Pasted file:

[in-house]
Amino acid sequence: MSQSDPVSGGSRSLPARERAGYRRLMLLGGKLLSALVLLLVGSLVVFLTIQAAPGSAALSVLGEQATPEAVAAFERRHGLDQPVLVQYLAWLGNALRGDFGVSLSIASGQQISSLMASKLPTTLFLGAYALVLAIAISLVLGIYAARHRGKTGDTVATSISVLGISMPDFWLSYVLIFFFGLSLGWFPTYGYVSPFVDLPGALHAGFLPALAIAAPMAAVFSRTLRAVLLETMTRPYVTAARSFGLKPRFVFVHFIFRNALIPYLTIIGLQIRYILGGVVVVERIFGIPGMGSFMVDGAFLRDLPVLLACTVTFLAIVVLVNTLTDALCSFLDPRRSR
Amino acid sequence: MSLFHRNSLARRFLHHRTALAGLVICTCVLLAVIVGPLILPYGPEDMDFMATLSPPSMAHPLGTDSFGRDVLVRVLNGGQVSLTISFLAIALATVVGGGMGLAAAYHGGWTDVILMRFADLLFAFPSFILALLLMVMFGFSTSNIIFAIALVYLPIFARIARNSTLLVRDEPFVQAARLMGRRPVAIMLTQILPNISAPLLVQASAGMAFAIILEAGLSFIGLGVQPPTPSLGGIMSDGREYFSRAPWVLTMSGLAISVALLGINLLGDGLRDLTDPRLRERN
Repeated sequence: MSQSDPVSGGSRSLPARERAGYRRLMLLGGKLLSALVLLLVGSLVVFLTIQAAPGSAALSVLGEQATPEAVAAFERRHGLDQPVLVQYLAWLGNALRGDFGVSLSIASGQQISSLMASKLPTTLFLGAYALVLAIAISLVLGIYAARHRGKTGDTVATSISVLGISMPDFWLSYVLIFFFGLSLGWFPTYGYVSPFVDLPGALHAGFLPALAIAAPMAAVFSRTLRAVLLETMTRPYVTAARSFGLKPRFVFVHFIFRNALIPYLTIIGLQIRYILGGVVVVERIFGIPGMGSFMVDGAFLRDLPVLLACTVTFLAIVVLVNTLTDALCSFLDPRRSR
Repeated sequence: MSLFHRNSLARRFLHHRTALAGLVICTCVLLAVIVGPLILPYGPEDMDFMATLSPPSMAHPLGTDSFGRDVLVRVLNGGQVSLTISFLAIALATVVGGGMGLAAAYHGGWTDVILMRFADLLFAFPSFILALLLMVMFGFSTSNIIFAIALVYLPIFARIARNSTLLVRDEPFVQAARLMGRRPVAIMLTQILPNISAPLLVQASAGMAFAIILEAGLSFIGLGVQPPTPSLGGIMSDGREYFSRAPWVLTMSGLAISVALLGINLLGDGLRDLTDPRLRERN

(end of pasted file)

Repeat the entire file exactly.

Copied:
[in-house]
Amino acid sequence: MSQSDPVSGGSRSLPARERAGYRRLMLLGGKLLSALVLLLVGSLVVFLTIQAAPGSAALSVLGEQATPEAVAAFERRHGLDQPVLVQYLAWLGNALRGDFGVSLSIASGQQISSLMASKLPTTLFLGAYALVLAIAISLVLGIYAARHRGKTGDTVATSISVLGISMPDFWLSYVLIFFFGLSLGWFPTYGYVSPFVDLPGALHAGFLPALAIAAPMAAVFSRTLRAVLLETMTRPYVTAARSFGLKPRFVFVHFIFRNALIPYLTIIGLQIRYILGGVVVVERIFGIPGMGSFMVDGAFLRDLPVLLACTVTFLAIVVLVNTLTDALCSFLDPRRSR
Amino acid sequence: MSLFHRNSLARRFLHHRTALAGLVICTCVLLAVIVGPLILPYGPEDMDFMATLSPPSMAHPLGTDSFGRDVLVRVLNGGQVSLTISFLAIALATVVGGGMGLAAAYHGGWTDVILMRFADLLFAFPSFILALLLMVMFGFSTSNIIFAIALVYLPIFARIARNSTLLVRDEPFVQAARLMGRRPVAIMLTQILPNISAPLLVQASAGMAFAIILEAGLSFIGLGVQPPTPSLGGIMSDGREYFSRAPWVLTMSGLAISVALLGINLLGDGLRDLTDPRLRERN
Repeated sequence: MSQSDPVSGGSRSLPARERAGYRRLMLLGGKLLSALVLLLVGSLVVFLTIQAAPGSAALSVLGEQATPEAVAAFERRHGLDQPVLVQYLAWLGNALRGDFGVSLSIASGQQISSLMASKLPTTLFLGAYALVLAIAISLVLGIYAARHRGKTGDTVATSISVLGISMPDFWLSYVLIFFFGLSLGWFPTYGYVSPFVDLPGALHAGFLPALAIAAPMAAVFSRTLRAVLLETMTRPYVTAARSFGLKPRFVFVHFIFRNALIPYLTIIGLQIRYILGGVVVVERIFGIPGMGSFMVDGAFLRDLPVLLACTVTFLAIVVLVNTLTDALCSFLDPRRSR
Repeated sequence: MSLFHRNSLARRFLHHRTALAGLVICTCVLLAVIVGPLILPYGPEDMDFMATLSPPSMAHPLGTDSFGRDVLVRVLNGGQVSLTISFLAIALATVVGGGMGLAAAYHGGWTDVILMRFADLLFAFPSFILALLLMVMFGFSTSNIIFAIALVYLPIFARIARNSTLLVRDEPFVQAARLMGRRPVAIMLTQILPNISAPLLVQASAGMAFAIILEAGLSFIGLGVQPPTPSLGGIMSDGREYFSRAPWVLTMSGLAISVALLGINLLGDGLRDLTDPRLRERN